Being in an industry that puts a lot of emphasis on perception — like the way one has to look or perform — what would be your advice for someone dealing with such insecurities?
I try not to get sucked into comparison or engage in negative self-talk, which can be hard sometimes. I try my best to make music from an honest place, and pretending to be perfect is just not the truth of human experience. We’re all flawed, we learn, we grow, and that’s the beauty of the journey. Learning to embrace that, knowing we’re all on this journey together, is what helps me to accept my insecurities.
How do you keep yourself mentally alert and fit? What kind of things (and people) do you avoid?
Everyone is different, but the key that’s the same for everyone is making sure you are looking after yourself mentally, emotionally and physically. All three. For me that means making sure I have enough time to myself to do the things that keep me feeling good, whether that be writing, painting, sleeping, having a laugh with friends, looking after my body, drinking enough water. The mind and body are interconnected, it’s one big system, so I try my best to remember that. And surround yourself with people that understand you and make you feel good. That’s an important one.
Who do you turn to whenever you need advice?
It depends what the advice is about, but I’m very close with my sister and lucky to have really good friends I trust.
(L-R) On the track Peaches, she has collaborated with Diljit Dosanjh, Anne-Marie has collaborated with Niall Horan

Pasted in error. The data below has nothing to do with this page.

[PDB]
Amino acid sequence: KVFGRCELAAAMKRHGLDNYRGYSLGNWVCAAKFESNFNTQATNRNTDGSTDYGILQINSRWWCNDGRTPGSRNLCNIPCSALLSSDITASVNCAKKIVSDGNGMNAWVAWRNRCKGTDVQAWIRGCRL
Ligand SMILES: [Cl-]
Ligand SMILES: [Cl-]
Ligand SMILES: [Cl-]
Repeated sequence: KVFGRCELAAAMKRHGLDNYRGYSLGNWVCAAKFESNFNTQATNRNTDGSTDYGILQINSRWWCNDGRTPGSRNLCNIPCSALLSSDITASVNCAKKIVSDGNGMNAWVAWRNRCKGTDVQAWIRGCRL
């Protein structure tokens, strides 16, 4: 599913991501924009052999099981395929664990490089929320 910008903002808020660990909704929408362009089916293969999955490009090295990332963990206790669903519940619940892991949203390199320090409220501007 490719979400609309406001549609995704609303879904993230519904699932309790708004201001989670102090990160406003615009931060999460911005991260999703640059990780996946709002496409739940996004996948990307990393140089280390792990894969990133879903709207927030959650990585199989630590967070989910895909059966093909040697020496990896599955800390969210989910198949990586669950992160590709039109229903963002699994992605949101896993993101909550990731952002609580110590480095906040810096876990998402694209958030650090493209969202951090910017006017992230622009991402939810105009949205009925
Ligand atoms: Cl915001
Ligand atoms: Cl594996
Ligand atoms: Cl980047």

Tell us about your album Therapy and what have you learned from the process of making it?
It came after I started therapy for the first time, which helped me to cope with my anxiety in a way that changed every aspect of my life. It inevitably had a huge influence on the album. I was able to understand myself on a deeper level and share vulnerabilities that I had previously been scared to share, but I learned they’re all completely human.
You have worked with Diljit Dosanjh on the track Peaches. How did you hear about Diljit and how is Peaches different from what you have done so far?
We met in London when he came over; he is amazing — I loved him and his voice is so beautiful. The song is beautiful, the melodies are very different to what I’ve done before and so intricate.
You are a prolific collaborator. What do you like most about collaborations, be it with Diljit or Niall Horan?
They can be a really fun way of trying something new, whether musically, thematically or culturally. You get to expand yourself and I think it can be exciting for fans to have someone new enter your world and bring their own special thing.
During the lockdown you had theopportunity to write on your own but now, once again, you can collaborate in person. Do you think it was easier to focus on the writing part during the pandemic and what’s the special place you have where you write songs?
Lockdown was really challenging for me at first, it took a while for meto enter the headspace of being able to write. But as writing became easier it became an opportunity to learn new things about myself away from the constant motion I’m normally in. My home is always a special place, especially after the connection I forged with it during that time, and there’s a studio in the countryside in England where I wrote a lot of this new album that I love. It’s surrounded by the most beautiful views.
What kind of music did you grow up on and do you remember the first record you bought?
Jagged Little Pill by Alanis Morissette is one of my earliest memories of music. I love that album so much.
Youngsters look up to you and many talk about how you have dealt with bullies in school. What’s your advice for students who have to deal with bullying in school (or in life)?
The mindset of needing to drag others down to make yourself feel taller doesn’t come from a happy person. The best thing to do is to recognise it’s not actually about you at all, it’s about them. Your people are out there.
You had a successful tour of India for VH1 Supersonic. What’s your idea of music in India?
The intricacy of the melodies is definitely something that stands out to me; it’s so unique and different to most Western music. It’s mesmerizing.